The possibilities for fusion of jazz and reggae has barely been touched upon, though the aforementioned artists have flagged starting points for exploration. The continuous evolution of jazz and reggae based forms of music (often negotiating with popular music culture) along with the depth and breadth of historical material gives opportunity for innumerable new experiments, successful fusions in style and compositions.

RastaJazz – A Jazz Reggae Journey

‘RastaJazz – A Jazz Reggae Journey’ asks the question: “What is Jazz Reggae?” and sets about answering this question by merging musical characteristics of jazz and reggae styles. There are six compositions on the EP, each using different reggae and jazz based styles to create fresh new styles and songs.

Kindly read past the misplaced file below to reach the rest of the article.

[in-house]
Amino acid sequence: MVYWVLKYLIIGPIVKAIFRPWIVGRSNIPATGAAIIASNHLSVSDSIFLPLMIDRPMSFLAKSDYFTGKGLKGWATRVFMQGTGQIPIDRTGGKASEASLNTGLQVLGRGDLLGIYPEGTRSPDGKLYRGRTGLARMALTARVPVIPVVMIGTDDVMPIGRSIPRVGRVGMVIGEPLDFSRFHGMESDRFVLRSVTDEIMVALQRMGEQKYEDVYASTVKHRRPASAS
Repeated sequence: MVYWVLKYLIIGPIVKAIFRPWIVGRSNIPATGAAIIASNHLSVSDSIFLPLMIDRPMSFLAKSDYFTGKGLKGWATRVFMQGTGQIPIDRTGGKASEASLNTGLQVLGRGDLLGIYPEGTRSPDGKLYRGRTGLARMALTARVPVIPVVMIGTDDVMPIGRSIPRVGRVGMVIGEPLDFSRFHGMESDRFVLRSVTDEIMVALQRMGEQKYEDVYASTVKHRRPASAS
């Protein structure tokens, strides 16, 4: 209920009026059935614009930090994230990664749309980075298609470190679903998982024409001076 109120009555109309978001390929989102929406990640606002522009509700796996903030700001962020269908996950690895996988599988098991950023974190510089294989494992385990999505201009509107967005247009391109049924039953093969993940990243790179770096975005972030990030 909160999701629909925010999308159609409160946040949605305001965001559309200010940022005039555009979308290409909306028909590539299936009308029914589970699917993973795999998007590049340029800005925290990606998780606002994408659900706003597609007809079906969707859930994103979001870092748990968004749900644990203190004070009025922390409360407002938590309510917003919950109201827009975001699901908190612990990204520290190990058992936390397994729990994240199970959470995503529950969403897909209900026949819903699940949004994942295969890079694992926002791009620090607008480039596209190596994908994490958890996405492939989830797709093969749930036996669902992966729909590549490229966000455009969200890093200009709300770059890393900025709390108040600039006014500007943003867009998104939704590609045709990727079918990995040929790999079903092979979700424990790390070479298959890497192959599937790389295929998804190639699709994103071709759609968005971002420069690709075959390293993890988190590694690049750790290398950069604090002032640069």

‘Community’ is a song with a lyrical theme of deep ecology – the connection between all beings, ‘living’ and ‘non-living’, on earth. The lyrical concept was originally based on the approach of a “Council of All Beings” workshop, as run by deep ecology exponents Joanna Macy and John Seed. In a “Council of All Beings” attendants represent an element of nature (e.g. a stone, or a cockatoo), each espousing the value of the element to the ecosystem. ‘Community’ merges a ‘roots reggae riddem’ with ‘modal‘, ‘minor blues’ and ‘contemporary jazz’ chord progressions over three different sections: An eight bar chorus section; an eight bar verse section and; a minor twelve bar section for a horn soli and instrumental improvisations.